So you put on extra pounds during the pandemic. Your cholesterol’s too high. Maybe you need to do a better job managing blood pressure. It can feel like a lot to tackle. But taking that first step toward better health can be as easy as … taking a first step. Literally. Just putting one foot in front of the other – as often as you can. There’s a wealth of evidence showing walking improves heart and brain health and helps people live longer. Individuals who walk at least 7,000 steps per day have a 50% to 70% lower risk of dying than those who didn’t, according to a study. Walking more than 10,000 steps is even better, lowering the risk of premature death from any cause among Black and white middle-aged men and women.
“Walking does several things to improve health,” says Barry Franklin, director of preventive cardiology and cardiac rehabilitation at Beaumont Hospital in Royal Oak, Michigan. “It lowers your risk factors for cardiovascular disease, decreases body weight and fat stores, decreases blood sugar levels, modestly improves your lipid profile and reduces chronic stress.”
And it can be done almost anywhere – even inside your home or a local shopping mall if the weather’s bad or there’s no safe place to walk in your neighborhood.
“Walking is a great way to improve your health and your mental outlook, and it doesn’t take a lot of expensive sporting equipment to do it. Put on a good pair of shoes and grab a water bottle and you’re ready to go,” says Donna Arnett, a past president of the AHA and a dean at the University of Kentucky College of Public Health, in Lexington.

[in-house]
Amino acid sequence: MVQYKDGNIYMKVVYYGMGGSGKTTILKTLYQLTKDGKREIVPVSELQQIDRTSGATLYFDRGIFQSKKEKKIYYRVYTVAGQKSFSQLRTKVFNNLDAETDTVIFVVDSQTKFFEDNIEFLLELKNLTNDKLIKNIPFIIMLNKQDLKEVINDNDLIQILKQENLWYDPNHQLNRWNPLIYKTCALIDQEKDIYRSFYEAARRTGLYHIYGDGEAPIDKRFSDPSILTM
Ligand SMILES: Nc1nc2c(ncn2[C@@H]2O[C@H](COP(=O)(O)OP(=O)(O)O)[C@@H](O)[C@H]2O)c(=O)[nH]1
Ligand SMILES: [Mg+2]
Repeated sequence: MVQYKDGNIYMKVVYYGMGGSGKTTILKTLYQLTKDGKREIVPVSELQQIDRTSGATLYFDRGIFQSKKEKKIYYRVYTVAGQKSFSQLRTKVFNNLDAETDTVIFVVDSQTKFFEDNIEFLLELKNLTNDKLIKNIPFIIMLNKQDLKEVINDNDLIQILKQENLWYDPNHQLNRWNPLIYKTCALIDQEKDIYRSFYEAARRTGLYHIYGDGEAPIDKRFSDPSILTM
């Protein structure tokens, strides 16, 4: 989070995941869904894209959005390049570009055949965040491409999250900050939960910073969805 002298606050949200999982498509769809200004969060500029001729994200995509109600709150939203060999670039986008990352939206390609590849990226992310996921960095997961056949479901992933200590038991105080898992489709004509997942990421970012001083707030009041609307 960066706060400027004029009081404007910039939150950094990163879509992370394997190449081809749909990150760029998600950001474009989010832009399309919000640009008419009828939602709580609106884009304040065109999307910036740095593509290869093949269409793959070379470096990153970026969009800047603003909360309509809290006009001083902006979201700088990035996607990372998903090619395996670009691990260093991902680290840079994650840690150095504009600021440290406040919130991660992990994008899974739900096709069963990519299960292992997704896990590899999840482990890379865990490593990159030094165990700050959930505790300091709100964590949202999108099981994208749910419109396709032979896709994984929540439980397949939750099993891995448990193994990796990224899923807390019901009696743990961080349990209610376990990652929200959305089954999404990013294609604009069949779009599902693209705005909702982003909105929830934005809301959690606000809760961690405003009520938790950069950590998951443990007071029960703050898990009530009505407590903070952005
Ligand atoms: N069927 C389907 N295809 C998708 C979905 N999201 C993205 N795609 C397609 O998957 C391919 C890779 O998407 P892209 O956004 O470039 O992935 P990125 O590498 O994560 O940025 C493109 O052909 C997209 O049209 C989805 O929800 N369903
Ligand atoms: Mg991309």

“It doesn’t matter how fast or how far you walk, the important thing is to get moving,” Arnett said in an AHA news release. “Counting steps doesn’t have to be part of a structured exercise program. Increasing your everyday activity, like parking slightly further from your destination, doing some extra housework or yardwork and even walking your dog can all add up to more steps and better health.”
But how much walking does it take to make a difference?
Dr. Felipe Lobelo, director of Emory University’s Exercise is Medicine Global Research and Collaboration Center in Atlanta, uses the acronym FIT to help people remember the important components of a good walking program.
“It stands for frequency, intensity and time,” he shares.
Frequency and time: How often and for how long?
Federal physical activity guidelines call for 150 minutes or more of moderate-intensity or 75 minutes of